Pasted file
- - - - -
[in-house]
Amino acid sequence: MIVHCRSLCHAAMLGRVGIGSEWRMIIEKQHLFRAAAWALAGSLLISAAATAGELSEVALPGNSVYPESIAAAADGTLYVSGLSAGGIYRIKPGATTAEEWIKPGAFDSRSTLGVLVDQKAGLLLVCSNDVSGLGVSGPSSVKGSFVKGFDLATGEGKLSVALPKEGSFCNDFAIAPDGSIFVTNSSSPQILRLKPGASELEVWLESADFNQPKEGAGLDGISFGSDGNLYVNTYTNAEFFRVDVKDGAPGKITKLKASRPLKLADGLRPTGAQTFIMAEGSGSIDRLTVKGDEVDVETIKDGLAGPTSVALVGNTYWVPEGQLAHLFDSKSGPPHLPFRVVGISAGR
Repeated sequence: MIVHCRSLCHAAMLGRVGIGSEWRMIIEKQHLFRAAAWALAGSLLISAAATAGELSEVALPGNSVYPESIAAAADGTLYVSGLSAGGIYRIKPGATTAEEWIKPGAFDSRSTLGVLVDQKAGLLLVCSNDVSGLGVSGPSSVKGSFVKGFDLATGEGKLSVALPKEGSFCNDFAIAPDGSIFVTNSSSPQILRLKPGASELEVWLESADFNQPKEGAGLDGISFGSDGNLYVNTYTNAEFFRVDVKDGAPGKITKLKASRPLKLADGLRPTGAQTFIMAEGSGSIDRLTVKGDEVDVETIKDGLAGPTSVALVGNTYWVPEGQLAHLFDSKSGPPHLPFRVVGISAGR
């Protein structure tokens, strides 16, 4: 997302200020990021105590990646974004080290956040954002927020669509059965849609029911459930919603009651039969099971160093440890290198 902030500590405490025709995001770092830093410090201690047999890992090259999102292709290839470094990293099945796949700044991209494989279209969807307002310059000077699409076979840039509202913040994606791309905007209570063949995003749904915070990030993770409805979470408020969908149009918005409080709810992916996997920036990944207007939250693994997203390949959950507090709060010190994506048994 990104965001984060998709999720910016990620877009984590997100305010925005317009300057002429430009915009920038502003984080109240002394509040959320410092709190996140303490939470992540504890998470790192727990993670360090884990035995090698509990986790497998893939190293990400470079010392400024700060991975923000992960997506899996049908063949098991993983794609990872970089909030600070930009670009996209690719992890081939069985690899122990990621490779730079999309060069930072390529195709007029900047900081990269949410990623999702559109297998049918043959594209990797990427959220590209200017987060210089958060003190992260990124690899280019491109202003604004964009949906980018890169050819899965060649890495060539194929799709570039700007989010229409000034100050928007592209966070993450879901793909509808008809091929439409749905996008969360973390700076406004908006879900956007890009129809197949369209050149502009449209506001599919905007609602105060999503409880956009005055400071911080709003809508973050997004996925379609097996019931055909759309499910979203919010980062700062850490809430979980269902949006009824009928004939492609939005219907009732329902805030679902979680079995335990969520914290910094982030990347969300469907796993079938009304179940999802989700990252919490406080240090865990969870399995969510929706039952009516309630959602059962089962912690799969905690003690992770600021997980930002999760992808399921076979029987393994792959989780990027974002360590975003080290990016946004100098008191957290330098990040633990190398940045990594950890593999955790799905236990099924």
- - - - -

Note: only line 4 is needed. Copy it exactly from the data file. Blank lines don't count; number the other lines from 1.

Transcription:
């Protein structure tokens, strides 16, 4: 997302200020990021105590990646974004080290956040954002927020669509059965849609029911459930919603009651039969099971160093440890290198 902030500590405490025709995001770092830093410090201690047999890992090259999102292709290839470094990293099945796949700044991209494989279209969807307002310059000077699409076979840039509202913040994606791309905007209570063949995003749904915070990030993770409805979470408020969908149009918005409080709810992916996997920036990944207007939250693994997203390949959950507090709060010190994506048994 990104965001984060998709999720910016990620877009984590997100305010925005317009300057002429430009915009920038502003984080109240002394509040959320410092709190996140303490939470992540504890998470790192727990993670360090884990035995090698509990986790497998893939190293990400470079010392400024700060991975923000992960997506899996049908063949098991993983794609990872970089909030600070930009670009996209690719992890081939069985690899122990990621490779730079999309060069930072390529195709007029900047900081990269949410990623999702559109297998049918043959594209990797990427959220590209200017987060210089958060003190992260990124690899280019491109202003604004964009949906980018890169050819899965060649890495060539194929799709570039700007989010229409000034100050928007592209966070993450879901793909509808008809091929439409749905996008969360973390700076406004908006879900956007890009129809197949369209050149502009449209506001599919905007609602105060999503409880956009005055400071911080709003809508973050997004996925379609097996019931055909759309499910979203919010980062700062850490809430979980269902949006009824009928004939492609939005219907009732329902805030679902979680079995335990969520914290910094982030990347969300469907796993079938009304179940999802989700990252919490406080240090865990969870399995969510929706039952009516309630959602059962089962912690799969905690003690992770600021997980930002999760992808399921076979029987393994792959989780990027974002360590975003080290990016946004100098008191957290330098990040633990190398940045990594950890593999955790799905236990099924």